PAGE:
Annina Nosei Gallery, New York, USA
In Margery Williams’ book The Velveteen Rabbit (1922) the toy Skin Horse declares, ‘Real isn’t how you are made, it’s a thing that happens to you. When a child loves you for a long, long time, not just to play with, but really loves you, then you become Real.’ Real is synonymous with intimate, where a toy attains the precious status of a friend, partner and confidant. As adults, we relegate this kind of real to the privacy of our own bedrooms or kitchens, where objects such as stuffed animals, figurines, even animal crackers, become inanimate friends that bring us solace and cheer. Liliana Porter plays privately as well, breaking and distorting her toys in paintings and Polaroids to create fanciful and troubling portraiture from dolls and domestic objects. From a porcelain bride with its head snapped off to a canvas of a tiger with a growling soundpiece, the artist has a flair for off-beat humour and wry commentary.
In the family of handmade kitchen accoutrements such as puppet oven gloves and personalized aprons, Strip-tease (2001) is aptly titled, a four-frame unveiling that reveals a naked and empty all-purpose glass bottle from beneath a crocheted canister cosy of a fuzzy white dog. As in Mike Kelley’s stuffed animal assemblages, kitsch is a constant theme, as Porter appropriates some of the more appalling accessories that Americans seem to own. Lid (2001), for example, is a simple head of a duck that at one time might have perched on top of a creamer or sugar bowl. While an entire ceramic duck might have seemed tacky, this severed head evokes a complex sadness. Laced with irony, Porter’s photographic works teeter between the pathetic and empathetic. The Dance (2001) is another series of four large colour prints, of a wedding cake bride-and-groom decoration turning slowly, an authentic rendering of movement, frame by frame. Like a faint smile, Porter’s simulated nostalgia is so subtle you might miss it were it not for the decapitated bride in the next room.
While Porter has worked with fairy tales and children’s toys for many years now, her subject matter seems inexhaustible. Artists such as Joe Gibbons and David Levinthal have used dolls in video and photographs respectively, to address homophobia, sexuality and bondage imagery. But in comparison with Levinthal’s explicit photographs, which manifest themselves as shadowy bondage scenarios, Porter’s photos could be misconstrued as innocent, full of sweet china dolls and baby animals. Working in full light, each toy floating against a neutral backdrop, Porter depends on the exaggerated facial features and subtle gestures of toys in dialogue with one another. Blank stares quickly become meaningful when the gaze is returned.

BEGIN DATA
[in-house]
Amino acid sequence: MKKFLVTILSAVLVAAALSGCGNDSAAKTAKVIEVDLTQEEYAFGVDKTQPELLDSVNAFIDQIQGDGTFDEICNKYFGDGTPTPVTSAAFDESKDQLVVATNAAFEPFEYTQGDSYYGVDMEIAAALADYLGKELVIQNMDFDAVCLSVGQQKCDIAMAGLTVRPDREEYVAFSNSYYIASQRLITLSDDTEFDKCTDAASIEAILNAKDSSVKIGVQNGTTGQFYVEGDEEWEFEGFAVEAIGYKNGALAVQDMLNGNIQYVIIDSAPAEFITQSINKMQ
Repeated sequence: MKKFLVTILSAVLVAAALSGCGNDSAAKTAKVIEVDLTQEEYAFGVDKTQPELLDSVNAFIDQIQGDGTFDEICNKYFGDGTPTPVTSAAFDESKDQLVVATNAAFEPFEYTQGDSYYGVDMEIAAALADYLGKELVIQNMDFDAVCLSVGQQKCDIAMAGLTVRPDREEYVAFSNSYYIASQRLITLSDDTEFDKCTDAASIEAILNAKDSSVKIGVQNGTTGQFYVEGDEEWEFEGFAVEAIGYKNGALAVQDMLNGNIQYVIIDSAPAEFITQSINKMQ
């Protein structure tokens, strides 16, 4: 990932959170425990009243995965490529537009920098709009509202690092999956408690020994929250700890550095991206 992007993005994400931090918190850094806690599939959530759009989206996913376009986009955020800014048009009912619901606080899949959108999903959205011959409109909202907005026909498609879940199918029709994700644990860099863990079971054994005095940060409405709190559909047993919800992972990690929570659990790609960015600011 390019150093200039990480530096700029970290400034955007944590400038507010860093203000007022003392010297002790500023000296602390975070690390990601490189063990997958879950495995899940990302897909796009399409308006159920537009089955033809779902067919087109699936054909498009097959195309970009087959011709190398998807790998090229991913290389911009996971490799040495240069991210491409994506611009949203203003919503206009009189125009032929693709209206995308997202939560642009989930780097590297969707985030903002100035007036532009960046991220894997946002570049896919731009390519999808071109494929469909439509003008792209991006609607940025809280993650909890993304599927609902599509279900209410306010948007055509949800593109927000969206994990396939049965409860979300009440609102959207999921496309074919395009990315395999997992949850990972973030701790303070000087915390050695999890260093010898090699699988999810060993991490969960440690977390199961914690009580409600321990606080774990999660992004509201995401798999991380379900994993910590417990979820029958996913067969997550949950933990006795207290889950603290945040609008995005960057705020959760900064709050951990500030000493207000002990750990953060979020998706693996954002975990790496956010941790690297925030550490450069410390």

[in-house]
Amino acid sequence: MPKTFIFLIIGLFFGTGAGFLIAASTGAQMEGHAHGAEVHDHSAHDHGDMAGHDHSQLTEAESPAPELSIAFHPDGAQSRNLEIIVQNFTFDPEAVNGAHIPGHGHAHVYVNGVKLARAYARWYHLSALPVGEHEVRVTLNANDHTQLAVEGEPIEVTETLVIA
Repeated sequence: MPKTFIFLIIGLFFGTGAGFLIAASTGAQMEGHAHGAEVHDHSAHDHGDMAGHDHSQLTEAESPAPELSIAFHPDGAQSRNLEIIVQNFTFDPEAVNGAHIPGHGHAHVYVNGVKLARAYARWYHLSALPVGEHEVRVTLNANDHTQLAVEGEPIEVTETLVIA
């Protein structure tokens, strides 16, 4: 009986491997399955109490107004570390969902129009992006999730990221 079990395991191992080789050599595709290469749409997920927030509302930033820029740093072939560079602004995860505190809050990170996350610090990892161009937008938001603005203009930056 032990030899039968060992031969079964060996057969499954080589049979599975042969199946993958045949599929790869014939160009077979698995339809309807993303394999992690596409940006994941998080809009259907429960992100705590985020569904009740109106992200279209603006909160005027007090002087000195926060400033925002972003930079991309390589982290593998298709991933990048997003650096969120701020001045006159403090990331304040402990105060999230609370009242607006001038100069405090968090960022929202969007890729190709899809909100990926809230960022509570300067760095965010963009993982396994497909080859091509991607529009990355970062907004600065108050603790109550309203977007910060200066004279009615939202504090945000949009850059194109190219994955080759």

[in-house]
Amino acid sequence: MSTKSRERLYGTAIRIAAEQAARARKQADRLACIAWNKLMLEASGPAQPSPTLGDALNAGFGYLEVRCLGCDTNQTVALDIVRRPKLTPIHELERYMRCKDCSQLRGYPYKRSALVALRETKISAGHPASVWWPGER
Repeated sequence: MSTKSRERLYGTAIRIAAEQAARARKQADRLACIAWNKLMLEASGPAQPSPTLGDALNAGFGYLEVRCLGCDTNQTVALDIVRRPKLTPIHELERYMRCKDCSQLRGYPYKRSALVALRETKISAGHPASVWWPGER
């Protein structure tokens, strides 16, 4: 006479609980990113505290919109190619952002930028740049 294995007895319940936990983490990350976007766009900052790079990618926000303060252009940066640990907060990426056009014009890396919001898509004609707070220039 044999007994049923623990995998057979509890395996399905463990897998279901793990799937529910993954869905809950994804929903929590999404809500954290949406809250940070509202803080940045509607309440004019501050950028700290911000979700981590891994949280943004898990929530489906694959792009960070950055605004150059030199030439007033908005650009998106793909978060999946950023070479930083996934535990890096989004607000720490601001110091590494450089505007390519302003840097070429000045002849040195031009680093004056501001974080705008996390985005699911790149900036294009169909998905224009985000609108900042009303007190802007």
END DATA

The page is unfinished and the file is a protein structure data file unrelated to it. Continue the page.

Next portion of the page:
Even in her paintings Porter nods at photography, with dramatic black and white canvases. To Hide (2002) depicts a steep, flat black mountain against a white sky. Outside the boundaries of the simple canvas lurks a small Chinese figurine clinging to a carved piece of black wood. Elusive and eclectic, Porter layers spare canvases with ambiguous content and whimsical objects. After a slew of Disney-distributed Pixar productions such as Toy Story (1995) the strange and alluring world of the inanimate has gone mainstream. However, if we think of Pixar as Anne Geddes and Porter as Larry Clark, Porter’s contribution is to have rejected the cute, the easy and the sentimental, focusing instead on the rejected, abandoned and broken.